Inspired by NRKbeta’s analysis of this I went ahead and applied for a beta user account for Dagbladet’s new debate profiles. Dagbladet is one of Norway’s biggest newspapers and has a very active user community – perhaps communities would be a better word. Most (or all?) of their articles are open for comments, but often the comment threads fill up fast with trolls, or just with people wanting to vent the same venom (women suck and I’m outraged that my ex-wife makes me pay child support) again and again. As a way of combatting this, Dagbladet is experimenting with giving registered “real name” users priority in debate, so registered users show up first in comment threads, and with a nice icon and link to their profile. Of course I signed up.

My profile page at Dagbladet.no

The way Dagbladet provides context for debaters is pretty cool. Yes, they want full names, and encourage you to upload a photo. More interestingly, they connect your Dagbladet account to other parts of your online identity. So when someone clicks on my name in the comment thread of a newspaper article, they’ll see my profile page at Dagbladet, which includes not only my comments on that site but also my Twitter posts and posts to my blog. That’s a pretty good way of grounding me, of giving me a context. And it also means that I’m less likely to want to act like an idiot and attack people in debates on Dagbladet – because it’ll all be visibly part of my “self” online. It’d be as silly as acting like an idiot in real life. Sure, some people still do that, but it has social repurcussions.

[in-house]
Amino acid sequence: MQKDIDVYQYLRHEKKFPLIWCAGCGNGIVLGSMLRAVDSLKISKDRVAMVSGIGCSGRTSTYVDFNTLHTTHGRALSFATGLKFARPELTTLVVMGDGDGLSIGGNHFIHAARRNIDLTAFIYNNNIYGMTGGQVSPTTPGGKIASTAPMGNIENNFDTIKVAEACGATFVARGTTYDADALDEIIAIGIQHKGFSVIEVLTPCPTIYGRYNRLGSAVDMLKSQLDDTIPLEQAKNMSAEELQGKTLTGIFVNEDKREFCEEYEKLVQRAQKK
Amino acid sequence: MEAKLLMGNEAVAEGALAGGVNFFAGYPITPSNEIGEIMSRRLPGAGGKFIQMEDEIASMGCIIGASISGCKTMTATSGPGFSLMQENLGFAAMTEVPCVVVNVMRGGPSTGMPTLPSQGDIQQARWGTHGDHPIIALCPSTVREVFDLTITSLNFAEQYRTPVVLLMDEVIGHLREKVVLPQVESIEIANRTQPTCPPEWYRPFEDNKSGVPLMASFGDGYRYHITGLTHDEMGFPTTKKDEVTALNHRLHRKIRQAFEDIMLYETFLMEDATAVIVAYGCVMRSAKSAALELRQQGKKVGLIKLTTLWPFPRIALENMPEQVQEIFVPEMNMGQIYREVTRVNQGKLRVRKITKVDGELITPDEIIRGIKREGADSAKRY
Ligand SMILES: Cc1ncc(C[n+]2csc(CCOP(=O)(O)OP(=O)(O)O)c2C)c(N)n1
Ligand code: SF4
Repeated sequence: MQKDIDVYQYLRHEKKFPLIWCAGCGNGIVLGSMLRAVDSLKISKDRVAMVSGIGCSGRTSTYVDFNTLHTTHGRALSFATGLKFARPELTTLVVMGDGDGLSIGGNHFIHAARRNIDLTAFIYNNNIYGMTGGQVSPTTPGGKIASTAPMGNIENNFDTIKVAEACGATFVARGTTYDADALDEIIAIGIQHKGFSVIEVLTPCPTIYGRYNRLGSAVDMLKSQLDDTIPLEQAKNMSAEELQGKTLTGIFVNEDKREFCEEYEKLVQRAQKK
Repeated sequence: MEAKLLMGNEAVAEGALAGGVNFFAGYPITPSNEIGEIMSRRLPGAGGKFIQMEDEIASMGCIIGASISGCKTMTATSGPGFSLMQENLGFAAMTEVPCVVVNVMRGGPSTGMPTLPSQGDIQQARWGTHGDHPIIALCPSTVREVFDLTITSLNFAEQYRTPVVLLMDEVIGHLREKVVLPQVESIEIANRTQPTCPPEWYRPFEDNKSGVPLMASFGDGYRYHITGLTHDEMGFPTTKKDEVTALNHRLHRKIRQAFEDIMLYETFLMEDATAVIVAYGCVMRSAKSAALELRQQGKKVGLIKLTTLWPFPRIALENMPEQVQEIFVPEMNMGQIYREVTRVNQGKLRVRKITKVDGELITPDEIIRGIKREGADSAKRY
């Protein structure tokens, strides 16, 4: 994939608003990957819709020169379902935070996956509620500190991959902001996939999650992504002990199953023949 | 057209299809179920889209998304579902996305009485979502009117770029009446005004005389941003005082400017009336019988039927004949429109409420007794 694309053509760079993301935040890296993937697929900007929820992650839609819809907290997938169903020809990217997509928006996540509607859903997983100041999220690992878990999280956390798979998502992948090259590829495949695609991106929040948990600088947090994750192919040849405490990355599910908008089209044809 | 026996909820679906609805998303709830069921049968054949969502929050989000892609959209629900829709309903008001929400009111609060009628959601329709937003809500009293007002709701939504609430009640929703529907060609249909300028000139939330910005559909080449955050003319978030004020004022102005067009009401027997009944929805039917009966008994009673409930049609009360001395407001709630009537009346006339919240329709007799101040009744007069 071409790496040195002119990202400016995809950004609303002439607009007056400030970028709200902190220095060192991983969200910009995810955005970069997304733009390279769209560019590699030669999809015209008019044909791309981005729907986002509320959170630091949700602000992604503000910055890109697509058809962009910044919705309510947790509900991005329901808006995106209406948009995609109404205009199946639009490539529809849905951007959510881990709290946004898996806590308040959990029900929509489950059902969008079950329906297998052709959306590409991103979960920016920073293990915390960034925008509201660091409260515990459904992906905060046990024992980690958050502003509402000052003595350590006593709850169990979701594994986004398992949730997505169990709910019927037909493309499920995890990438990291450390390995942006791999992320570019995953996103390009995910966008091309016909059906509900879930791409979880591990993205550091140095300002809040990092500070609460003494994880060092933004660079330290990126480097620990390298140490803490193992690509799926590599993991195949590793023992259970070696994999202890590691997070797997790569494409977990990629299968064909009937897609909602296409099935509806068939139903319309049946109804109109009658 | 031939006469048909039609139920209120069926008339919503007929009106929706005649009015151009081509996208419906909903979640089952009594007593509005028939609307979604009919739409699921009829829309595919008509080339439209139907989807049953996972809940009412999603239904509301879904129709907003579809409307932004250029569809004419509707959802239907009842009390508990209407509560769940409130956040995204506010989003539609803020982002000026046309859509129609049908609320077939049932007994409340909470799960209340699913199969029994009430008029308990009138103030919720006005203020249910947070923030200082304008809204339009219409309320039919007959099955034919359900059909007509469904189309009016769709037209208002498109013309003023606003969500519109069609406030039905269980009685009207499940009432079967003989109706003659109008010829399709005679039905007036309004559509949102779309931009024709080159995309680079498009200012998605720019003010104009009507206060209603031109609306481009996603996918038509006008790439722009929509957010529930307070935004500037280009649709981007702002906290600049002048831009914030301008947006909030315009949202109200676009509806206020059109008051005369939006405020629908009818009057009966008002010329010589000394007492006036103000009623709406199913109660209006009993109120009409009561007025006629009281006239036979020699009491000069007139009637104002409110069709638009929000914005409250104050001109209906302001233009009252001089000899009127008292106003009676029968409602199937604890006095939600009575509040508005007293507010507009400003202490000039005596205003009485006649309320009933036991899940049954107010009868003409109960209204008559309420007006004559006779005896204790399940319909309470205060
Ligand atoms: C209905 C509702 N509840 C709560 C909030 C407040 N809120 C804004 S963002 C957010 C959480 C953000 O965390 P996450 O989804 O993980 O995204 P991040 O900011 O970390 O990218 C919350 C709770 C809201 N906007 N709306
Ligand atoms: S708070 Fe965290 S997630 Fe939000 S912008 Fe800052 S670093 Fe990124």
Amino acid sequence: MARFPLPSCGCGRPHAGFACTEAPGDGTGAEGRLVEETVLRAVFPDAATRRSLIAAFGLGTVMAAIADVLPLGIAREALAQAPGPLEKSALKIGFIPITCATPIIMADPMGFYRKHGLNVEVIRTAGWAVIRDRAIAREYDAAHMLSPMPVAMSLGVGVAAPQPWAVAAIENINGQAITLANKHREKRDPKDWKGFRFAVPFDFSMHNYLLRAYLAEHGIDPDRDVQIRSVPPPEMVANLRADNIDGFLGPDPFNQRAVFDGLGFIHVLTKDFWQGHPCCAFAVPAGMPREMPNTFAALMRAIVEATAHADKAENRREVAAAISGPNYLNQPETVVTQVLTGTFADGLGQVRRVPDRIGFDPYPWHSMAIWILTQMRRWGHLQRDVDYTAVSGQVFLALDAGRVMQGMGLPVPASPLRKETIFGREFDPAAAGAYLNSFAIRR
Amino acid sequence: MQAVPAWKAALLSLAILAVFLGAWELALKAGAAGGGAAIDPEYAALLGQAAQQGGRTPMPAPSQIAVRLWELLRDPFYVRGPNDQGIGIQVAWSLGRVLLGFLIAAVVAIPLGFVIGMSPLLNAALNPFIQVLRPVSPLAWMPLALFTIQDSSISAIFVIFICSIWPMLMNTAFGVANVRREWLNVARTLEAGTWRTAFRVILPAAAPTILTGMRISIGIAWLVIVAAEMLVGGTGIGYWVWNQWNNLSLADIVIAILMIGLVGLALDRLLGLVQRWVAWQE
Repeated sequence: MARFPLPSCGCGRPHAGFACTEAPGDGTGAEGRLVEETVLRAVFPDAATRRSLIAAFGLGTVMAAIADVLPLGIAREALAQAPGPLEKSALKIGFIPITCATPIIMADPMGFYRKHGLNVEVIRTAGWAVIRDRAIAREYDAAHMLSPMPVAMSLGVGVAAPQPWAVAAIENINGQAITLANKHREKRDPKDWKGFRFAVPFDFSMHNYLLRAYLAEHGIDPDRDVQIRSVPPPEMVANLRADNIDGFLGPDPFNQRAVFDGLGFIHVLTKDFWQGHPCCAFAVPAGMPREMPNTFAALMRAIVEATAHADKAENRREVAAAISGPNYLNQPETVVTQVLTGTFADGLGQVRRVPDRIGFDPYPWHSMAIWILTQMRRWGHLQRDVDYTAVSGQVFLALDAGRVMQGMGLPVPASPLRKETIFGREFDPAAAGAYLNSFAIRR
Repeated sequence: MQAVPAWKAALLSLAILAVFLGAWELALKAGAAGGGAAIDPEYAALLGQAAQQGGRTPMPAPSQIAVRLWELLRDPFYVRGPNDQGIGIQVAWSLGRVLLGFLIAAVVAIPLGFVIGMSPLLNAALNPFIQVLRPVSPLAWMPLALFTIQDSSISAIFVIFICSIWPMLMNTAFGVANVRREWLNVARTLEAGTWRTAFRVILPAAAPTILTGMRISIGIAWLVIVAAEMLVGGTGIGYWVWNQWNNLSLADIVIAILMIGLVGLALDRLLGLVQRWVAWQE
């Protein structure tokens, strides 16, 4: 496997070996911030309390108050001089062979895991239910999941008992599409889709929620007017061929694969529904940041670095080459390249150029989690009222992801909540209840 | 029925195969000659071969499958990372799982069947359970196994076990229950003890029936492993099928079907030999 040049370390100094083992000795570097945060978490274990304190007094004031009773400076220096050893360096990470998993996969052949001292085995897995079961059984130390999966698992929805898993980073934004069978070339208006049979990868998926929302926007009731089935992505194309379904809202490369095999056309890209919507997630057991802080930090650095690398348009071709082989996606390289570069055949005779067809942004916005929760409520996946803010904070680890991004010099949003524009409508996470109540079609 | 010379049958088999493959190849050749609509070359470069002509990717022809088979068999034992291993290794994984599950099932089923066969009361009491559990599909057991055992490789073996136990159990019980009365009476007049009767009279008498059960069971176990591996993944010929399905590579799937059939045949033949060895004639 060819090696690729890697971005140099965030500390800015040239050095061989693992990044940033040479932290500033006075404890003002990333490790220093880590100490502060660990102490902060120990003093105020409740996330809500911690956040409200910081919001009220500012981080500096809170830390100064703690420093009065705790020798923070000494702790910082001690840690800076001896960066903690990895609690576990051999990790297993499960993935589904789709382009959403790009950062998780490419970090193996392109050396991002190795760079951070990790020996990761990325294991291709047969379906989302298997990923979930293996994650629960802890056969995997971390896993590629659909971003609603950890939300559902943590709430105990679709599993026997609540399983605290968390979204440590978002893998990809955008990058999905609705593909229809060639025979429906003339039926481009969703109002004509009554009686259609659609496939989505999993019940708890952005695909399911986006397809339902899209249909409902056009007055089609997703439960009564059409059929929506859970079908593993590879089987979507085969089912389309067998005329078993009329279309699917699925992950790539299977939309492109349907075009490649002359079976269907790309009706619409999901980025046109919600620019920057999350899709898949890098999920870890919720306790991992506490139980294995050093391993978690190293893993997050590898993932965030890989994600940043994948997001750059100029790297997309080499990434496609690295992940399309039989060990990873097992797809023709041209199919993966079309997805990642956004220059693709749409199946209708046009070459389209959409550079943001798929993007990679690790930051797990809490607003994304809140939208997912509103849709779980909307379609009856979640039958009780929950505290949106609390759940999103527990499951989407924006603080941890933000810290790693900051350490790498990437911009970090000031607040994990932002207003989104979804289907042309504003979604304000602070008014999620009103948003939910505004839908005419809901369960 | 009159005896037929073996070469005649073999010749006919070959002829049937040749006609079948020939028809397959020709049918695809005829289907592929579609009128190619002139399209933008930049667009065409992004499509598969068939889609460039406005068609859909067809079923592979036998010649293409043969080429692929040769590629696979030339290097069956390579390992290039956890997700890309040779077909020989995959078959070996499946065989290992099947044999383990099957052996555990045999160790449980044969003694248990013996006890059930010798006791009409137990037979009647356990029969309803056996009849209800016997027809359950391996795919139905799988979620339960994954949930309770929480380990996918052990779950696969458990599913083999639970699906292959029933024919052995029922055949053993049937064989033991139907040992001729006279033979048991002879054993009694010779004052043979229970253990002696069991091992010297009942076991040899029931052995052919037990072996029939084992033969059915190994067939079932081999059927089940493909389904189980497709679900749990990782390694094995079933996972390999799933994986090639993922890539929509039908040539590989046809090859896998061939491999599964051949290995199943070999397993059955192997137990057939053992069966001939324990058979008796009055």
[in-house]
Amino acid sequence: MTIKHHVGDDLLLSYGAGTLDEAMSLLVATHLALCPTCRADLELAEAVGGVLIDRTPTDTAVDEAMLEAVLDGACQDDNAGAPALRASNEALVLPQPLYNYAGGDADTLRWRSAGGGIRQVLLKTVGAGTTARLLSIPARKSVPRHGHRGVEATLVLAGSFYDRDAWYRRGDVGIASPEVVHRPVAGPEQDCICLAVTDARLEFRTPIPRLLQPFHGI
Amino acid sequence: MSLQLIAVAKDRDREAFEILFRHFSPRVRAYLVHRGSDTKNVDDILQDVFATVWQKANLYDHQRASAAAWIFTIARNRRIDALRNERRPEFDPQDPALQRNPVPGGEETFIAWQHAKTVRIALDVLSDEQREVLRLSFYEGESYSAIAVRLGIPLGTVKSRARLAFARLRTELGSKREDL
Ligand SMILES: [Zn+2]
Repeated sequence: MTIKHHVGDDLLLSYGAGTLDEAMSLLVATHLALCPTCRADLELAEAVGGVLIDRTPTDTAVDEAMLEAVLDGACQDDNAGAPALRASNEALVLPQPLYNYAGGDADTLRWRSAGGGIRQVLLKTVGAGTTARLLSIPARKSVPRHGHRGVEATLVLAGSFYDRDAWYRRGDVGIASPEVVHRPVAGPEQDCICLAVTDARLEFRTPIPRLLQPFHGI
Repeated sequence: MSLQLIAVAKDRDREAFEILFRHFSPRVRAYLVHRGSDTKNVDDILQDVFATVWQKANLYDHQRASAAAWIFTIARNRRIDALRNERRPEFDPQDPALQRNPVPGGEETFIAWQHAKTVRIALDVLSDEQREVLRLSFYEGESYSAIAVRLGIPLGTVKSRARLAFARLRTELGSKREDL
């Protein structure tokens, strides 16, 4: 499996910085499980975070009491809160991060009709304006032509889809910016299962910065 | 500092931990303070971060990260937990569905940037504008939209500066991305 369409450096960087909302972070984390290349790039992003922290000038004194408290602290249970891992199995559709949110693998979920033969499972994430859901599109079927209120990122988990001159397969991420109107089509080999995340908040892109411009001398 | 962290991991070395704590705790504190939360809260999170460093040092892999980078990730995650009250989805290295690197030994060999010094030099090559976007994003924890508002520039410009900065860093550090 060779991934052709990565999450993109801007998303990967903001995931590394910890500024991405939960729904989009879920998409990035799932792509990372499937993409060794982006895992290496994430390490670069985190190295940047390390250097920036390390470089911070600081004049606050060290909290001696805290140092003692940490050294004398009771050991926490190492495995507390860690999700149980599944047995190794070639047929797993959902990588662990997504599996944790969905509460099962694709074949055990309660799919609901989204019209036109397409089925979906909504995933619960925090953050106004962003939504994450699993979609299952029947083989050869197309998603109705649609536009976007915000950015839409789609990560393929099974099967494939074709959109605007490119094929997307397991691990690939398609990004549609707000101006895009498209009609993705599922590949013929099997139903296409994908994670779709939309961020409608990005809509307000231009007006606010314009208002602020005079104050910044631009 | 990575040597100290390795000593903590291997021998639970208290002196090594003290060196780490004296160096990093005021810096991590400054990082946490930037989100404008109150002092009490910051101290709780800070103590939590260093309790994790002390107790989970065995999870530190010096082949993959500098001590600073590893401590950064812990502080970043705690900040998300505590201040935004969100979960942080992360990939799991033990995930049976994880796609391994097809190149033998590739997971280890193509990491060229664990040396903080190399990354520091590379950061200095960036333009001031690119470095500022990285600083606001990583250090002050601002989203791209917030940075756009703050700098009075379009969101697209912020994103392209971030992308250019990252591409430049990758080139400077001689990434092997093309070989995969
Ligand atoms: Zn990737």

Here’s where you sign up for a beta account. I got my email after a couple of days.

10 thoughts on “taming trolls by connecting users to their online identity

  1. Inge Thorud

    @jilltxt om vår innføring av nye profiler i debattene på dagbladet.no: http://jilltxt.net/?p=2320 Vi tar gjerne i mot flere testere!

  2. […] Dagbladet omstiller og fornyer seg, alt for ?• m??te den nye tid – eller avisd??den som den ogs?• kalles. Interessant nok velger Dagbladet (igjen) ?• gj??re sine endringer innomhus. NRK har som kjent NRKbeta der (en del av) statskanalens fornyelse skjer i full offentlighet og i tildels n?¶rt samarbeid med leserne og brukerne av tjenestene. Dagbladet gj??r ?•penbart noen riktige grep og implementerer interessant nok elementer fra sosiale nettverk. […]